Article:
Flourishing in a Life of Sacred Rhythm

Years ago, I sat in a staff meeting at a church I was serving; the purpose of the meeting was to talk about how we could attract more people to join the church. At one point someone counted the requirements for church membership that were already in place and made the startling discovery that somewhere between five and nine time commitments per week were required of those who wanted to become church members! Outwardly, I tried to be supportive of the purpose for the meeting, but on the inside I was screaming, Who would want to sign up for this?  I was already becoming aware of CFS (Christian fatigue syndrome) in my own life and couldn’t imagine willingly inflicting it on someone else.
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God, Where Are You? What Are You Doing?

The practices that had been so dear to her, so life giving, were dry as dust. Those specials places of connection with God, those times of receiving consolation from God were gone—dried up—and she was left wondering in a barren wasteland, lost and alone. She felt abandoned, forsaken of God, even in danger of losing her faith. As she stood before me, her despair was palpable. Here I was, a seminary student, her adult Sunday School teacher, but I did not know what to say.
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Joy Changes Everything

Joy levels are like the temperature of an oven. We can choose our ingredients carefully, but the oven temperature will determine what our careful preparations will yield. Consider the effect of angry or joyful parents on family prayer and Bible reading. As joy increases so does the chance that transformation will go in a positive direction. Joy levels have huge effects on whether our efforts will be productive and lasting.

Why would a factor that powerful go unnoticed by most of the church?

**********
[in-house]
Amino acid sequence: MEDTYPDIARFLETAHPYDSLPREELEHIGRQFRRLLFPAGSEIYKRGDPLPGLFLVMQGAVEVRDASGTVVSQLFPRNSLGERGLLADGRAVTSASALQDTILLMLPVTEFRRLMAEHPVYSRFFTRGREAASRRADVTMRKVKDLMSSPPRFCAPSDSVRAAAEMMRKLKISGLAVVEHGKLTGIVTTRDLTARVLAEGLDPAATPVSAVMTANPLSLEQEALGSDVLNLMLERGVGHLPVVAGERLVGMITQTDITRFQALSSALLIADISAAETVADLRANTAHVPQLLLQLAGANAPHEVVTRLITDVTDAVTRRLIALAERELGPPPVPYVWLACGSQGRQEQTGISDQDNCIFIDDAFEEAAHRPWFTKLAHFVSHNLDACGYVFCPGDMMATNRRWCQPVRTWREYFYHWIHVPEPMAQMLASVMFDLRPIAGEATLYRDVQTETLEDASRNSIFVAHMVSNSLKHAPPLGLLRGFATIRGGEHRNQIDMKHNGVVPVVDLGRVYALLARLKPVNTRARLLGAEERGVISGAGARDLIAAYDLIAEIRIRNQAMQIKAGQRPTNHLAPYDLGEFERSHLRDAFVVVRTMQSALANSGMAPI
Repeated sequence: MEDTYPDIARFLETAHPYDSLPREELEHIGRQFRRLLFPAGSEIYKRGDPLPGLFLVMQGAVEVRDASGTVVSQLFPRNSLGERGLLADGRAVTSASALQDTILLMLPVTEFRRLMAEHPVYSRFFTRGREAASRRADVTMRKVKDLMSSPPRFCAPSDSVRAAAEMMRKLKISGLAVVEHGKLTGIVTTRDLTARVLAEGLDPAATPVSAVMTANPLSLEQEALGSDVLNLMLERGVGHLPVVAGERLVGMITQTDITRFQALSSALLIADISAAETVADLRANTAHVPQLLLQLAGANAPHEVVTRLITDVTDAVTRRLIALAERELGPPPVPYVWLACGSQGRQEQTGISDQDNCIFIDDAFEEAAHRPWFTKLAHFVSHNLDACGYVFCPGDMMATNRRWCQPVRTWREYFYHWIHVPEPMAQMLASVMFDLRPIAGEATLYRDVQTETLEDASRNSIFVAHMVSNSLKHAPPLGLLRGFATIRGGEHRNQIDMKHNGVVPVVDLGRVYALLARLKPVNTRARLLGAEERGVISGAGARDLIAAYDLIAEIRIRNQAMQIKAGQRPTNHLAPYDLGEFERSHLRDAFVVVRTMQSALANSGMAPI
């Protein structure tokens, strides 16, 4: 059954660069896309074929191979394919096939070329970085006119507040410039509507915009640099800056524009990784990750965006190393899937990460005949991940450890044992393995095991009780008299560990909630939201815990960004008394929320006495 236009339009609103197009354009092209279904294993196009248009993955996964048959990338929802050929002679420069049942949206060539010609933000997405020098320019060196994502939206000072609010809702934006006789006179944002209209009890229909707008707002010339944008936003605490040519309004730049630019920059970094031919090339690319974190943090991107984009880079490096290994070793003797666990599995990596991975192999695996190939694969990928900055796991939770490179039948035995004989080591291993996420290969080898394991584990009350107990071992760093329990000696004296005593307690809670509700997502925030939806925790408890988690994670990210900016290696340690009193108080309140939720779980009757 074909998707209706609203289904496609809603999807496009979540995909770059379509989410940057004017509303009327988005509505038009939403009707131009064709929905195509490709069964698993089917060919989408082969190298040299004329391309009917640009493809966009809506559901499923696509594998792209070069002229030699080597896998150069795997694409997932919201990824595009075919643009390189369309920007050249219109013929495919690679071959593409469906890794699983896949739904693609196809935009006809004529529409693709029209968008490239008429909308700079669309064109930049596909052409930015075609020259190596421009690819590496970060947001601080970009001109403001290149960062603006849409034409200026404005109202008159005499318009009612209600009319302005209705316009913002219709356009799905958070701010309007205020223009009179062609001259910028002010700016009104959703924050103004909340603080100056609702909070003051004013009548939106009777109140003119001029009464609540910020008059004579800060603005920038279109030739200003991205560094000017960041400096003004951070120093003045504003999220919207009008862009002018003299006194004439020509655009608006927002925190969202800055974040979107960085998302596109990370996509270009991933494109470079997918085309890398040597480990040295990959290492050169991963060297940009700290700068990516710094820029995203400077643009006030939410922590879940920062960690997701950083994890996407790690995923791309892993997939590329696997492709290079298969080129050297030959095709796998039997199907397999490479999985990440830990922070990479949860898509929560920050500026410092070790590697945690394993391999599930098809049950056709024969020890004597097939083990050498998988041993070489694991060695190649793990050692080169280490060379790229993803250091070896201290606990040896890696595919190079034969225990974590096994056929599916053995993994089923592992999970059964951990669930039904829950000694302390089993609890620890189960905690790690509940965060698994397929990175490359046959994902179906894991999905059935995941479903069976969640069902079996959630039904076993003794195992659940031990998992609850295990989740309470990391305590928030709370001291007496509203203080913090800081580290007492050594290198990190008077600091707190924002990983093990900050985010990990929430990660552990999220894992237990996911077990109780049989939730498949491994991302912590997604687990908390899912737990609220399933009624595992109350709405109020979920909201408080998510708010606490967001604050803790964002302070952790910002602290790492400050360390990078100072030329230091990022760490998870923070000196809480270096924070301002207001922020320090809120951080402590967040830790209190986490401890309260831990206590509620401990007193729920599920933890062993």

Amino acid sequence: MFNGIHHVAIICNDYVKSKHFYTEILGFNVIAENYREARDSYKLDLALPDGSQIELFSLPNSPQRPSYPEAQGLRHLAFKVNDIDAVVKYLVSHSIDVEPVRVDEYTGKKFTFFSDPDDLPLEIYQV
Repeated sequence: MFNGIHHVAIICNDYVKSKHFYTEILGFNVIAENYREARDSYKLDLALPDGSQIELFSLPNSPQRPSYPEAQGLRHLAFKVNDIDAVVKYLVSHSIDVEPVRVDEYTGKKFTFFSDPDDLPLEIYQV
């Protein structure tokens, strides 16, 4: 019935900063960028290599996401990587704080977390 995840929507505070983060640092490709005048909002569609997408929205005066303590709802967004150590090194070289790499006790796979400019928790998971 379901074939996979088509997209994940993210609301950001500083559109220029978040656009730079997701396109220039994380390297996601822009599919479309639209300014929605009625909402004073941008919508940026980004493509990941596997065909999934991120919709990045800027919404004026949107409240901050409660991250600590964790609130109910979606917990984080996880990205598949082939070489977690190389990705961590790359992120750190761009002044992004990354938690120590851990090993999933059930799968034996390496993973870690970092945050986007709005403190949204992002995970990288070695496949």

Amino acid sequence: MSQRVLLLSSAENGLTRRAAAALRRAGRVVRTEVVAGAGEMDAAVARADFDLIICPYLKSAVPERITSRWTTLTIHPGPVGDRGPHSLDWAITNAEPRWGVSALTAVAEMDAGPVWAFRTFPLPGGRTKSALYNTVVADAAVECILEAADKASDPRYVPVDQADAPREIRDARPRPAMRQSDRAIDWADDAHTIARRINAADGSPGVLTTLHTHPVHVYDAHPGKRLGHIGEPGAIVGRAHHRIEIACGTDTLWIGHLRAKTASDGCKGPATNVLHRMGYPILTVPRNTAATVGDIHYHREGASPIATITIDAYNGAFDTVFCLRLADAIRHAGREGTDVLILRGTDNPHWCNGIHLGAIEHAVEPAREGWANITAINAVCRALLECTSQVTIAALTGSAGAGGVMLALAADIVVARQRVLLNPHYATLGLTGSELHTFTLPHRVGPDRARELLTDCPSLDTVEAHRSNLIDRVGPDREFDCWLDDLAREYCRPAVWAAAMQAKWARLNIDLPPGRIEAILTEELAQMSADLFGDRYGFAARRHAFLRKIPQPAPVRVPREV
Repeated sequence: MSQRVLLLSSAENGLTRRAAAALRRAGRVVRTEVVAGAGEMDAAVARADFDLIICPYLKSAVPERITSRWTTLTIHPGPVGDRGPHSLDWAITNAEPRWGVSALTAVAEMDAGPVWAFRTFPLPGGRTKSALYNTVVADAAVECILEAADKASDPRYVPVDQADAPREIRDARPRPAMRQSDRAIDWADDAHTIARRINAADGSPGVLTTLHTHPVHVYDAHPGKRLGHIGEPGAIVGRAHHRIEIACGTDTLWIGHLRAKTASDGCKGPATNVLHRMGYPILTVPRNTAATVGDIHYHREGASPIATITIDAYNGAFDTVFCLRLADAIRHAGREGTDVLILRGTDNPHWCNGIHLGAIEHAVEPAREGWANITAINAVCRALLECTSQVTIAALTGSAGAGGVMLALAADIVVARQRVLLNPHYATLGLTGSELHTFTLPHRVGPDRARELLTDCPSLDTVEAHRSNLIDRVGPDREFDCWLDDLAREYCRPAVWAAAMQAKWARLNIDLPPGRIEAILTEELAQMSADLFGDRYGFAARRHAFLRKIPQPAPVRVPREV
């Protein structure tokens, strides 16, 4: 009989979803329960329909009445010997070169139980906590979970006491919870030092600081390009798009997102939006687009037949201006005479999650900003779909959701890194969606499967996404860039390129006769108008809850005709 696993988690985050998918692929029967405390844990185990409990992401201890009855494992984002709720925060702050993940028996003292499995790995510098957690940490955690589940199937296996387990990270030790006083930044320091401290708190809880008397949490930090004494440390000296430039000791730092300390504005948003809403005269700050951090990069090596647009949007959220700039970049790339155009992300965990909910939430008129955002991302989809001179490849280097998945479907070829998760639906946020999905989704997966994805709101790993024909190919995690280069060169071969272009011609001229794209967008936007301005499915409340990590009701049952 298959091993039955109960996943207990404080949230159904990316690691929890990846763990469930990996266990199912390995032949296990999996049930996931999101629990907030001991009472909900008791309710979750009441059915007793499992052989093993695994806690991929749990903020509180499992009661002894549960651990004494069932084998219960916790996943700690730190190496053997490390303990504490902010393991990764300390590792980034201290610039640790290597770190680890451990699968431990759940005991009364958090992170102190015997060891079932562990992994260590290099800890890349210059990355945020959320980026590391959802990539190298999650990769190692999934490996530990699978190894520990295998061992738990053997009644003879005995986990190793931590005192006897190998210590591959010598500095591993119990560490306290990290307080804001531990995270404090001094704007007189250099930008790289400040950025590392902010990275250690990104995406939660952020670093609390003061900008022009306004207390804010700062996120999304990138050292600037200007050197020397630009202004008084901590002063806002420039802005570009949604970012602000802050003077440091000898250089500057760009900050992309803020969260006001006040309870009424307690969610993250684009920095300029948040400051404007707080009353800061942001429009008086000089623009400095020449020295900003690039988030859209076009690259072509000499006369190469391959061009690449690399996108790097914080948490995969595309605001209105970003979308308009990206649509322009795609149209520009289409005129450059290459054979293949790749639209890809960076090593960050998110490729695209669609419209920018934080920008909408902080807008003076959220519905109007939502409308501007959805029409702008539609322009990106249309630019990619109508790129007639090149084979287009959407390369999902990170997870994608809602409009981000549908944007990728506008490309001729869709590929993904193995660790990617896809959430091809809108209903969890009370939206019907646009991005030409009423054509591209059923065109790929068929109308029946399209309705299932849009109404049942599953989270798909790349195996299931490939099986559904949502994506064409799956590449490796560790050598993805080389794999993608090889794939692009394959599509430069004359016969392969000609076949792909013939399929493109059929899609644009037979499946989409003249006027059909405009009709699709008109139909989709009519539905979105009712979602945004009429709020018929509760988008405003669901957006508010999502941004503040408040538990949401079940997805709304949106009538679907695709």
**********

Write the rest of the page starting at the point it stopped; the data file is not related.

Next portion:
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Meditations on Pieter Bruegel the Elder’s ‘The Wedding Dance’

Bruegel’s images of village life in sixteenth- century Holland may seem quaint, antique, and remote, but they speak eloquently of what it means to live well and flourish in a vulnerable, uncertain world. “The Wedding Dance” depicts a crowded village street where, it seems, a whole community has gathered to celebrate.

Weddings change things for everyone: Families are reorganized, property is redistributed, and the geography of old intimacies and friendships is remapped as the community makes space for a new household. Though wedding celebrations are among the most festive in our shared life, explicit moments of hope and happiness, they are also shadowed with losses remembered and impending, with awareness of fleeting time and mortality, and with sharpened loneliness for the solitary. Bruegel recognizes this ambiguous character of human celebration in figures like that of the orange-shirted watcher who stands to the right of the dancers, hands clasped behind him, gazing at a kissing couple, or the observer in black who stands in the left foreground watching from the shadows half-turned away.

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Children and Adults: Co-Pilgrims in this Life with God

We are born with open space, with the hunger to be in relationship with God. Right from the womb we search the eyes around us for connection. We cry to be held. We reach out to know that we are loved. And we are, right from the beginning. Even the fact that we came to be is proof enough that God desires for us to know him, to be loved and cared for by him. Children have a natural openness to God; Jesus said the kingdom of heaven belongs to them. Children arrive slippery and screaming and ready for relationship. Their interior space has not been filled with disappointment, pain, habitual sin, or any of the other junk that clogs up our ability to seek God with a pure heart. They are seeking and connecting. The toddler who sings in her bed before she goes to sleep and as soon as she wakes up is echoing the song sung to her. The boy who gently caresses the hurt family pet is echoing the gentle caresses of God. C. S. Lewis said we know God exists because we know that there is good in the world.
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Practicing God’s Presence…for the Next Ten Minutes

The d-word in “spiritual disciplines” makes it sound like spiritual formation is for those who like a well-ordered routine. The message seems to be: If you want to become Christlike, if you want your life to flourish, then you need to do these things regularly, consistently, and without fail. And certain (structured) ways are more preferred than others.
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